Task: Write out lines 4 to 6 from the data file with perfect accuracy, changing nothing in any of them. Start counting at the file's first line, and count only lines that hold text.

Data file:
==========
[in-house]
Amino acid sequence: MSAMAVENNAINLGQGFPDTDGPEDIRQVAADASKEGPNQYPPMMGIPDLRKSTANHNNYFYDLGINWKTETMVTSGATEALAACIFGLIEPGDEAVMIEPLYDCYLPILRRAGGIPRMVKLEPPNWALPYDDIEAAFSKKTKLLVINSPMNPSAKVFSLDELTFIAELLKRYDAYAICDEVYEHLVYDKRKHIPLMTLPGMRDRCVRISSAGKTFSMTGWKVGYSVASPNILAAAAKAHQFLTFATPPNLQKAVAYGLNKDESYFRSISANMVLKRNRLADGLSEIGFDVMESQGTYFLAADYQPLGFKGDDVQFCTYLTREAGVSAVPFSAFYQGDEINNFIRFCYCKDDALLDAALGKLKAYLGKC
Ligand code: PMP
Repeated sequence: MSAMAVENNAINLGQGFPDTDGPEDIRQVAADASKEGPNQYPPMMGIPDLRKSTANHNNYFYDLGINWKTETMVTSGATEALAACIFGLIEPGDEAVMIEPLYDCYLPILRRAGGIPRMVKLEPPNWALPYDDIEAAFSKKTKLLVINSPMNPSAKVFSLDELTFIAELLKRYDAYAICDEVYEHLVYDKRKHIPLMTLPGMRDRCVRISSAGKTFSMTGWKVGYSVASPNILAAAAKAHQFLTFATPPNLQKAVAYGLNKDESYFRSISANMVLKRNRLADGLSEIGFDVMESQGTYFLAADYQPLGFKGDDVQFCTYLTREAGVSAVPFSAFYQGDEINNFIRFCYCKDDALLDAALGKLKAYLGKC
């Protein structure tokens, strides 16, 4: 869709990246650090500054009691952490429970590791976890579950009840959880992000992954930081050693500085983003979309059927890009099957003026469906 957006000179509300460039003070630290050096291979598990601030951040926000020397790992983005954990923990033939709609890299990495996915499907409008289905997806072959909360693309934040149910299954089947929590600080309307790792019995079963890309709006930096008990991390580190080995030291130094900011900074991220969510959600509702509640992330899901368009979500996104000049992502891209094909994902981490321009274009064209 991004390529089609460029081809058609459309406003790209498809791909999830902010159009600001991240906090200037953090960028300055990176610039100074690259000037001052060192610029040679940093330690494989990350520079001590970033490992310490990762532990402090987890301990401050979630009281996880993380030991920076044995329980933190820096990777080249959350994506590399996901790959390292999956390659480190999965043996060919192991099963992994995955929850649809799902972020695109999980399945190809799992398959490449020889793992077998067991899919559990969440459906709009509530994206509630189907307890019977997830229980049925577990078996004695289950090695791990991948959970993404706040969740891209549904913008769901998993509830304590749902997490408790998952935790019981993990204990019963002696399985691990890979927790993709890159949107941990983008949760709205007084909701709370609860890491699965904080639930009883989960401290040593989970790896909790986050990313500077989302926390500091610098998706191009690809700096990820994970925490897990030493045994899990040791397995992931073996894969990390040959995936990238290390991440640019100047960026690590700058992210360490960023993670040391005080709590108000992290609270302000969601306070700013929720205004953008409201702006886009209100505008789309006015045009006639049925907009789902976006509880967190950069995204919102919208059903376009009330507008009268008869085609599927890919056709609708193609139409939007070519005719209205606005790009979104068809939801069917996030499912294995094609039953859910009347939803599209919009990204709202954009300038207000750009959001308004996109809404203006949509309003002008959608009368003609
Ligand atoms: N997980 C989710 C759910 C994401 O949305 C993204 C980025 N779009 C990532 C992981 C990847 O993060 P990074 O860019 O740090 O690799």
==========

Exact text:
Repeated sequence: MSAMAVENNAINLGQGFPDTDGPEDIRQVAADASKEGPNQYPPMMGIPDLRKSTANHNNYFYDLGINWKTETMVTSGATEALAACIFGLIEPGDEAVMIEPLYDCYLPILRRAGGIPRMVKLEPPNWALPYDDIEAAFSKKTKLLVINSPMNPSAKVFSLDELTFIAELLKRYDAYAICDEVYEHLVYDKRKHIPLMTLPGMRDRCVRISSAGKTFSMTGWKVGYSVASPNILAAAAKAHQFLTFATPPNLQKAVAYGLNKDESYFRSISANMVLKRNRLADGLSEIGFDVMESQGTYFLAADYQPLGFKGDDVQFCTYLTREAGVSAVPFSAFYQGDEINNFIRFCYCKDDALLDAALGKLKAYLGKC
């Protein structure tokens, strides 16, 4: 869709990246650090500054009691952490429970590791976890579950009840959880992000992954930081050693500085983003979309059927890009099957003026469906 957006000179509300460039003070630290050096291979598990601030951040926000020397790992983005954990923990033939709609890299990495996915499907409008289905997806072959909360693309934040149910299954089947929590600080309307790792019995079963890309709006930096008990991390580190080995030291130094900011900074991220969510959600509702509640992330899901368009979500996104000049992502891209094909994902981490321009274009064209 991004390529089609460029081809058609459309406003790209498809791909999830902010159009600001991240906090200037953090960028300055990176610039100074690259000037001052060192610029040679940093330690494989990350520079001590970033490992310490990762532990402090987890301990401050979630009281996880993380030991920076044995329980933190820096990777080249959350994506590399996901790959390292999956390659480190999965043996060919192991099963992994995955929850649809799902972020695109999980399945190809799992398959490449020889793992077998067991899919559990969440459906709009509530994206509630189907307890019977997830229980049925577990078996004695289950090695791990991948959970993404706040969740891209549904913008769901998993509830304590749902997490408790998952935790019981993990204990019963002696399985691990890979927790993709890159949107941990983008949760709205007084909701709370609860890491699965904080639930009883989960401290040593989970790896909790986050990313500077989302926390500091610098998706191009690809700096990820994970925490897990030493045994899990040791397995992931073996894969990390040959995936990238290390991440640019100047960026690590700058992210360490960023993670040391005080709590108000992290609270302000969601306070700013929720205004953008409201702006886009209100505008789309006015045009006639049925907009789902976006509880967190950069995204919102919208059903376009009330507008009268008869085609599927890919056709609708193609139409939007070519005719209205606005790009979104068809939801069917996030499912294995094609039953859910009347939803599209919009990204709202954009300038207000750009959001308004996109809404203006949509309003002008959608009368003609
Ligand atoms: N997980 C989710 C759910 C994401 O949305 C993204 C980025 N779009 C990532 C992981 C990847 O993060 P990074 O860019 O740090 O690799």